Barakat Gallery
Login | Register | User Services | Search | Newsletter Sign-up
Barakat Gallery
HOME : African & Tribal Art : Senufo Masks : Senufo Brass Kpeliyee Mask
Click to view original image.
Senufo Brass Kpeliyee Mask - PF.3337 (LSO)
Origin: Northern Ivory Coast/Mali
Circa: 20 th Century AD
Dimensions: 13" (33.0cm) high x 7.25" (18.4cm) wide
Collection: African Art
Medium: Brass

Additional Information: Closet AF8, SOLD
Location: United States
Currency Converter
Place On Hold
Ask a Question
Email to a Friend
Previous Item
Next Item
Photo Gallery
Click photo to change image.
Print image
Click photo to change image.
Print image
Click photo to change image.
Print image
Click photo to change image.
Print image
This imposing mask is a kpeliyee model, worn by members of the Senufo Poro secret society during dances and meetings. It is a very refined example of the genre, made in copper alloy. The ground is comparatively plain, with a high domed forehead, a dished face and a pointed chin. The sides of te mask are adorned with two tongue-like appendages with incised decoration on each side. The apex of the head is decorated with a small female figure, holding the horns that also sprout from the “ears” area. The bottom of the mask bears a pair of “legs”, and the chin is bearded. The face is reductive, with almond eyes under thin brows, a long nose and a small, open mouth.

The Senufo live across the Ivory Coast, Mali and Burkina Faso, and are one of West Africa’s most artistically important groups. They are governed by a council of elders and the Poro society, and a religious foundation principle stating that ancestors and bush spirits (mandeo) are all around, and must be appeased. This and other beliefs are visible in their artworks.

Masks include kpeliyee (for dances), buffalo (initiations), horse (celebrating Poro elders) and “firespitter” forms, which are worn for crises and funerals. Healers and highly productive farmers are also entitled to wear masks. The most famous sculptures are the “pombibele” rhythm pounders, which represent primordial humanity, and are used to tamp down the earth of prominent Poro members’ graves. Very large kasingele (first ancestor) sculptures were placed in yasungo shrines, and also appeared in the form of birds (sejen) which are carried by initiates, and which symbolise the authority of the Poro elders (katyleeo) over their juniors (poro piibele). Sandogo divination paraphernalia is also known, while secular items are carved in a very specific manner that echo Senufo deities and spirits, thus providing an apotropaic function.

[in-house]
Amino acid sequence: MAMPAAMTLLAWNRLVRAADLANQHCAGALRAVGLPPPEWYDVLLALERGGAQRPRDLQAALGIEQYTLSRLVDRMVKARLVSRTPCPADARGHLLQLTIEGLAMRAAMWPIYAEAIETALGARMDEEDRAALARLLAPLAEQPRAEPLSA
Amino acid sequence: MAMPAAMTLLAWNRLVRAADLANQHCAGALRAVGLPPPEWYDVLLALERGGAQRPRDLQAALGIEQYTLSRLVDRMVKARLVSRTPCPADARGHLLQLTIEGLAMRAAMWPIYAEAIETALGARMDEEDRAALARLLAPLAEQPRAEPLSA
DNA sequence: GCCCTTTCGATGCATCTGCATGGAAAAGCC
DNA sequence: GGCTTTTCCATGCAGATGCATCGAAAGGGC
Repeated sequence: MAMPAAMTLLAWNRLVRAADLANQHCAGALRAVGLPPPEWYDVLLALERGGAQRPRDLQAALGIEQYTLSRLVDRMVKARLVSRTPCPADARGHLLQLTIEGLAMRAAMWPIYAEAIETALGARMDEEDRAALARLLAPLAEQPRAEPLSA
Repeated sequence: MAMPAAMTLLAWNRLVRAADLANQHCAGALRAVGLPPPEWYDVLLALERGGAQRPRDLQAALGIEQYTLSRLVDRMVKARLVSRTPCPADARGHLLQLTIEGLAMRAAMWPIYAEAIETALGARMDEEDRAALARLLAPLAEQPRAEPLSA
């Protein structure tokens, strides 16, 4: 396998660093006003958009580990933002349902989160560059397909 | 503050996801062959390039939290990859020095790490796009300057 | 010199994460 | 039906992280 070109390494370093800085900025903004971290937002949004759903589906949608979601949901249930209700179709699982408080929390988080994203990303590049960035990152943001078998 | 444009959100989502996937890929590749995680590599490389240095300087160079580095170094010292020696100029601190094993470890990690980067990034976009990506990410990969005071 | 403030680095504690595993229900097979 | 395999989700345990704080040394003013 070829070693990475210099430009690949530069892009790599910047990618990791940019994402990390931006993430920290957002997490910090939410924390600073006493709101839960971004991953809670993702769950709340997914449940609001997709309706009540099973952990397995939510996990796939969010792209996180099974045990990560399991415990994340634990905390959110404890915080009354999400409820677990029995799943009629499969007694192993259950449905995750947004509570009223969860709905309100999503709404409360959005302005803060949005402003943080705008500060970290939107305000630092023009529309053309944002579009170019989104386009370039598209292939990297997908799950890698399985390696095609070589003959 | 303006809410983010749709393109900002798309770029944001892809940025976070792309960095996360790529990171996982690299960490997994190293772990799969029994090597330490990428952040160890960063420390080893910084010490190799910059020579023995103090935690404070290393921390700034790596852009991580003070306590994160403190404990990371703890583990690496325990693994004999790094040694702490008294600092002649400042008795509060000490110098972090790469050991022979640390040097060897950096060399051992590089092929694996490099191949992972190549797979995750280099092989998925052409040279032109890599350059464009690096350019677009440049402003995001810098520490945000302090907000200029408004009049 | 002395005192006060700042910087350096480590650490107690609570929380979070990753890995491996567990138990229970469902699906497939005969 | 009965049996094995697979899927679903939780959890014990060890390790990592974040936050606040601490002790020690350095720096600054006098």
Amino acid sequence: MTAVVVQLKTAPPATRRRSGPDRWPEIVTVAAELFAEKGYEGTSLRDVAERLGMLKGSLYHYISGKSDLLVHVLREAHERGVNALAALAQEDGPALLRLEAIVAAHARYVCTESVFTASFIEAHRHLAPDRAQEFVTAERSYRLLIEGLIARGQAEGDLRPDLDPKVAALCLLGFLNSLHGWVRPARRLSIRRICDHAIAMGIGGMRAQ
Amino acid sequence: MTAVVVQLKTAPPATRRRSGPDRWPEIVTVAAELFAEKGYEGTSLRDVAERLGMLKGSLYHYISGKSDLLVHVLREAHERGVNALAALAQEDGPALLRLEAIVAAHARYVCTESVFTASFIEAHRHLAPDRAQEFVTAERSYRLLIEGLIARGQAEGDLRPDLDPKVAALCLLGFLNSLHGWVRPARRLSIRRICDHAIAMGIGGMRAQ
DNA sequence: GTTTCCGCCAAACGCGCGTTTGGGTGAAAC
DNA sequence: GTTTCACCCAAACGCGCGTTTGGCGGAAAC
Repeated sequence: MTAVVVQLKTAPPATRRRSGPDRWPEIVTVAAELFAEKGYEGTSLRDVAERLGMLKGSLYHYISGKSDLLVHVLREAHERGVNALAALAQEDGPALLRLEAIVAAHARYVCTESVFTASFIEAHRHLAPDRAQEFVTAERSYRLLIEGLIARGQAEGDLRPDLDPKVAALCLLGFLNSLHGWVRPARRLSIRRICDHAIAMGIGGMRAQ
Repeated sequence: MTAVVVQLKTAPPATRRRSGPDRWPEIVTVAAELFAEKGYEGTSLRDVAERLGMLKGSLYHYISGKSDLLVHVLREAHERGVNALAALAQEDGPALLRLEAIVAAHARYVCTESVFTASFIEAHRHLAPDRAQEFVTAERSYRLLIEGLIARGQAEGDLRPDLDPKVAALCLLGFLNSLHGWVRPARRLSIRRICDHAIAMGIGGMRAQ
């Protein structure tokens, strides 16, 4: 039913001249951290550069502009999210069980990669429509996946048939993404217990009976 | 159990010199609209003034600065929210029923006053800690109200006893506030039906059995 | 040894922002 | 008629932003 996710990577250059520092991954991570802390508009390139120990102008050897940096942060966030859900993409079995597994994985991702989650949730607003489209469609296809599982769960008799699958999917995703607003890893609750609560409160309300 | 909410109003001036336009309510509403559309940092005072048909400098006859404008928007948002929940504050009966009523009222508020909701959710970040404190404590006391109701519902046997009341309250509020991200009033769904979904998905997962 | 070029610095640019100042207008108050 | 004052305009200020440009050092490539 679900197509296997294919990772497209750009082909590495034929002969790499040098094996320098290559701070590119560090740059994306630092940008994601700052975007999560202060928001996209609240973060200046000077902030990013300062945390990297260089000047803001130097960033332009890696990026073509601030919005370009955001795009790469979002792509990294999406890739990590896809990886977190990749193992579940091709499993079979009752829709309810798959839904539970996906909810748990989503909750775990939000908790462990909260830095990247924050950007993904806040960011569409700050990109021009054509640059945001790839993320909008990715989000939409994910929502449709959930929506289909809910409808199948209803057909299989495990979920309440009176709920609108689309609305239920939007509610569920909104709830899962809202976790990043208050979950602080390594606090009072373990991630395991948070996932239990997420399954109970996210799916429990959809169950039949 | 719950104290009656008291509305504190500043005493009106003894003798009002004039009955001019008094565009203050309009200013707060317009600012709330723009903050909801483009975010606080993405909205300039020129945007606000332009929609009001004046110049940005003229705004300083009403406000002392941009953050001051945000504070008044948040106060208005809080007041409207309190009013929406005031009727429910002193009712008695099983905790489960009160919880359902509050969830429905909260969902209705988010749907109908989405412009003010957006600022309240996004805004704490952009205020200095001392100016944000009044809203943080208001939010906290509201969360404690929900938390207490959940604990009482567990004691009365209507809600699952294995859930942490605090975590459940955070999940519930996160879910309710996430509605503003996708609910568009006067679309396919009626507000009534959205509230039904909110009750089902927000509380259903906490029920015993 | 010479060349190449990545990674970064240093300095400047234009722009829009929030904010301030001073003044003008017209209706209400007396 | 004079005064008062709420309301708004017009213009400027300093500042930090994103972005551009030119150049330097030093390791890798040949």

Kpeliyee (there are various spellings) masks are worn for a number of Poro functions, and may be seen by the public at certain festivals. The manners in which they are carved can betray their precise origin, through carving method and details such as scarifications. The general characteristics are similar, however, with an elongated face, “legs” protruding from the chin, and an array of flanges surrounding the face in the manner of a beard. The most prestigious examples are often surmounted by flourished with symbolic significance for the group, particularly including birds and human figures. Metal versions are also known, and are probably prestige items.

This is a striking piece of African art.

- (PF.3337 (LSO))


Home About Us Help Contact Us Services Publications Search
Terms and Conditions Privacy Policy Security

Copyright (c) 2000-2023 by Barakat, Inc. All Rights Reserved - TEL 310.859.8408 - FAX 310.276.1346

coldfusion hosting